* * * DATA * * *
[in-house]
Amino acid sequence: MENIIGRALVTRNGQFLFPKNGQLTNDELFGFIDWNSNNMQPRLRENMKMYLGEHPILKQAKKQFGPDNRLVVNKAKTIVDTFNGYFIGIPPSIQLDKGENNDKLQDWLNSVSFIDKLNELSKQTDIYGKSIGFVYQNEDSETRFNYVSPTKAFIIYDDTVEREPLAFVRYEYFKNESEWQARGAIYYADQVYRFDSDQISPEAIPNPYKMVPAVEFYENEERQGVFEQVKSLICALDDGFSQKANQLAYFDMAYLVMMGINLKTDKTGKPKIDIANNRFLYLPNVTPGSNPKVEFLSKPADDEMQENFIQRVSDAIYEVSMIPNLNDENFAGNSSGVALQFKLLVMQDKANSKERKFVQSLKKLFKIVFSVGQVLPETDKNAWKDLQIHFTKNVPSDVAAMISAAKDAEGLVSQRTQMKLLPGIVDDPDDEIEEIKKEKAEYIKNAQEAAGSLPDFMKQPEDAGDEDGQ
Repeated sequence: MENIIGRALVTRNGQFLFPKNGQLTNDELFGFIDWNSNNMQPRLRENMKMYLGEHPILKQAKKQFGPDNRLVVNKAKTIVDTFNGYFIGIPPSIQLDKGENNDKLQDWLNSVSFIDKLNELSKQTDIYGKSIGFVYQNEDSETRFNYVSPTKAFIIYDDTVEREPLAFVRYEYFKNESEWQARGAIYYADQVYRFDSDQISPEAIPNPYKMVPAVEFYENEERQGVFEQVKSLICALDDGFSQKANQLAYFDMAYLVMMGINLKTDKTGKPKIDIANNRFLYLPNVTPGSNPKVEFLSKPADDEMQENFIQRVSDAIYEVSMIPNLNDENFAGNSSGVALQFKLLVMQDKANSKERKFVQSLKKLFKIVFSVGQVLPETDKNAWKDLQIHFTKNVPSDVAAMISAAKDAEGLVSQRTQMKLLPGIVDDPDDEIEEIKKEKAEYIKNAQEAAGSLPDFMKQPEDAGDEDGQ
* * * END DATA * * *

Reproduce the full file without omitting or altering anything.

[in-house]
Amino acid sequence: MENIIGRALVTRNGQFLFPKNGQLTNDELFGFIDWNSNNMQPRLRENMKMYLGEHPILKQAKKQFGPDNRLVVNKAKTIVDTFNGYFIGIPPSIQLDKGENNDKLQDWLNSVSFIDKLNELSKQTDIYGKSIGFVYQNEDSETRFNYVSPTKAFIIYDDTVEREPLAFVRYEYFKNESEWQARGAIYYADQVYRFDSDQISPEAIPNPYKMVPAVEFYENEERQGVFEQVKSLICALDDGFSQKANQLAYFDMAYLVMMGINLKTDKTGKPKIDIANNRFLYLPNVTPGSNPKVEFLSKPADDEMQENFIQRVSDAIYEVSMIPNLNDENFAGNSSGVALQFKLLVMQDKANSKERKFVQSLKKLFKIVFSVGQVLPETDKNAWKDLQIHFTKNVPSDVAAMISAAKDAEGLVSQRTQMKLLPGIVDDPDDEIEEIKKEKAEYIKNAQEAAGSLPDFMKQPEDAGDEDGQ
Repeated sequence: MENIIGRALVTRNGQFLFPKNGQLTNDELFGFIDWNSNNMQPRLRENMKMYLGEHPILKQAKKQFGPDNRLVVNKAKTIVDTFNGYFIGIPPSIQLDKGENNDKLQDWLNSVSFIDKLNELSKQTDIYGKSIGFVYQNEDSETRFNYVSPTKAFIIYDDTVEREPLAFVRYEYFKNESEWQARGAIYYADQVYRFDSDQISPEAIPNPYKMVPAVEFYENEERQGVFEQVKSLICALDDGFSQKANQLAYFDMAYLVMMGINLKTDKTGKPKIDIANNRFLYLPNVTPGSNPKVEFLSKPADDEMQENFIQRVSDAIYEVSMIPNLNDENFAGNSSGVALQFKLLVMQDKANSKERKFVQSLKKLFKIVFSVGQVLPETDKNAWKDLQIHFTKNVPSDVAAMISAAKDAEGLVSQRTQMKLLPGIVDDPDDEIEEIKKEKAEYIKNAQEAAGSLPDFMKQPEDAGDEDGQ